WELCOME TO THE OFFICIAL RICHARD E GERSTEIN JUSTICE BUILDING BLOG. THIS BLOG IS DEDICATED TO JUSTICE BUILDING RUMOR, HUMOR, AND A DISCUSSION ABOUT AND BETWEEN THE JUDGES, LAWYERS AND THE DEDICATED SUPPORT STAFF, CLERKS, COURT REPORTERS, AND CORRECTIONAL OFFICERS WHO LABOR IN THE WORLD OF MIAMI'S CRIMINAL JUSTICE. POST YOUR COMMENTS, OR SEND RUMPOLE A PRIVATE EMAIL AT HOWARDROARK21@GMAIL.COM

Wednesday, April 23, 2008

...AND THROW AWAY THE KEY

The US has 5% of the earth's population.

The US has 70& of the earth's lawyers (most of them waiting in line to get into the REGJB).

And the US has 25% of the earth's prisoners.

Those are the statistics in this startling article in the NY Times:
PRISONERS

Here are some other highlights:
China- that bastion of godless communism with no respect for individual rights, has four times the population of the US, and one million less prisoners (2.6 million versus 1.6 million).

1 in 100 American adults are locked away in prison.

From the Times article:
It used to be that Europeans came to the United States to study its prison systems. They came away impressed.
“In no country is criminal justice administered with more mildness than in the United States,” Alexis de Tocqueville, who toured American penitentiaries in 1831, wrote in “Democracy in America.”
No more.
“Far from serving as a model for the world, contemporary America is viewed with horror,” James Q. Whitman, a specialist in comparative law at Yale, wrote last year in Social Research. “Certainly there are no European governments sending delegations to learn from us about how to manage prisons.”

...
The nation’s relatively high violent crime rate, partly driven by the much easier availability of guns here, helps explain the number of people in American prisons.

Rumpole says: For shame. And lets make sure we keep spending money making sure everyone who wants a gun gets one.

Here at home the State Attorneys Office is doing its part by seeking more jail sentences in county court and imposing the "trial tax" for those imprudent enough to actually take depositions, file motions, go to trial, and do all the other reprehensible things that the constitution (but NOT Kathy Rundle) gives them the right to do.

See You In Court, doing our small part to keep those numbers low.

PS. County Court lawyers- I have received your emails by the dozens today and I am acting on them in an appropriate manner. Please give me a day or two to sort this out.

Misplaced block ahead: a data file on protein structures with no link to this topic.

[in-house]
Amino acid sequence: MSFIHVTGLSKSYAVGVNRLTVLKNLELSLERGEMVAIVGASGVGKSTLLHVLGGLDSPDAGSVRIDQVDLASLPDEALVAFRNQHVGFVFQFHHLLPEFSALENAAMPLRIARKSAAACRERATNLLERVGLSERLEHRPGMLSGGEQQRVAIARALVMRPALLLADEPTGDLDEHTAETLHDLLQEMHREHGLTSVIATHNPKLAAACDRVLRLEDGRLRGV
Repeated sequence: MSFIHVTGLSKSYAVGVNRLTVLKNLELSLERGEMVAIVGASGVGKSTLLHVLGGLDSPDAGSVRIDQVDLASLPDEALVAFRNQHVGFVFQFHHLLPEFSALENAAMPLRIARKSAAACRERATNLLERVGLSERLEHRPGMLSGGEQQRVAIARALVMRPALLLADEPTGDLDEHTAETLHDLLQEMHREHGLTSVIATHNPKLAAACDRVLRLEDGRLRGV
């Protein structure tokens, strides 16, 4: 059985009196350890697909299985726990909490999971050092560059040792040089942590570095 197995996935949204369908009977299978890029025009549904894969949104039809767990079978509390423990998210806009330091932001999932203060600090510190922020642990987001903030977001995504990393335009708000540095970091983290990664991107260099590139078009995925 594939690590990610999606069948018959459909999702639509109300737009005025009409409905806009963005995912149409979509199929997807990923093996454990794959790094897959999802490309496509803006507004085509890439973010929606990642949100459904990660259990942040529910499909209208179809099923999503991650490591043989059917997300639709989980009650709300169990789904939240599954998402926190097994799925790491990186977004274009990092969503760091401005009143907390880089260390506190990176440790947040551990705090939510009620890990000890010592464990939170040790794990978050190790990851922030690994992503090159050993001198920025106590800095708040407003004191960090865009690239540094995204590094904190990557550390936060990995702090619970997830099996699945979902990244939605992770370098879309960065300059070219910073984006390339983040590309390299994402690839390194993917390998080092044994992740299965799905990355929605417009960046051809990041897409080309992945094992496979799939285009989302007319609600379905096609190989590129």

17 comments:

Anonymous said...

" County Court lawyers- I have received your emails by the dozens today and I am acting on them in an appropriate manner. Please give me a day or two to sort this out."

Whats this all about?

A concerned Robed reader!

Anonymous said...

Rumpole - I have to say that I don't take issue with the theme of your post. However, if you go to Human Rights Watch or any other NGO in the same field, you will find that China is listed as one of the countries with the worst criminal justice system. Why? Because they SHOOT their prisoners. NO appeal, NO trial, Nothing of substance. So of course they have less prisoners than us - they're killing them off! Plus, the ones currently incarcerated are probably just waiting for their execution date.

old PD said...

Rumpole, long time Justice Building regulars will remember that back in the heyday, the late 1970's, there were at one time or another 4 or 5 Jon or John Blechers working as lawyers. I am interested in one of them. He was John Blecher, and people used to call him H blecher or HB because he was John with an H not Jon. Anyway, he was in ther PDs office (with me) and then went into private practice and we lost touch. Then last week a beautiful Peruvian woman (and if you remember HB you will know that was right up his alley) came to see me. She was something like Miss Peru 1977 and around 1980 he did a will for her (and they were an item for a bit). Now she is married and wants to update the will and came to me and it just so happened Hblech and I used to work together. But I can't find him. Can your readers help?
Thanks.

Rumpole said...

Robed reader- this is the new and improved Rumpole and I am being careful before I unleash a tirade. Give me a day or so.

5:22- good point.

Old PD. Never heard of him.Or them for that matter.

Anonymous said...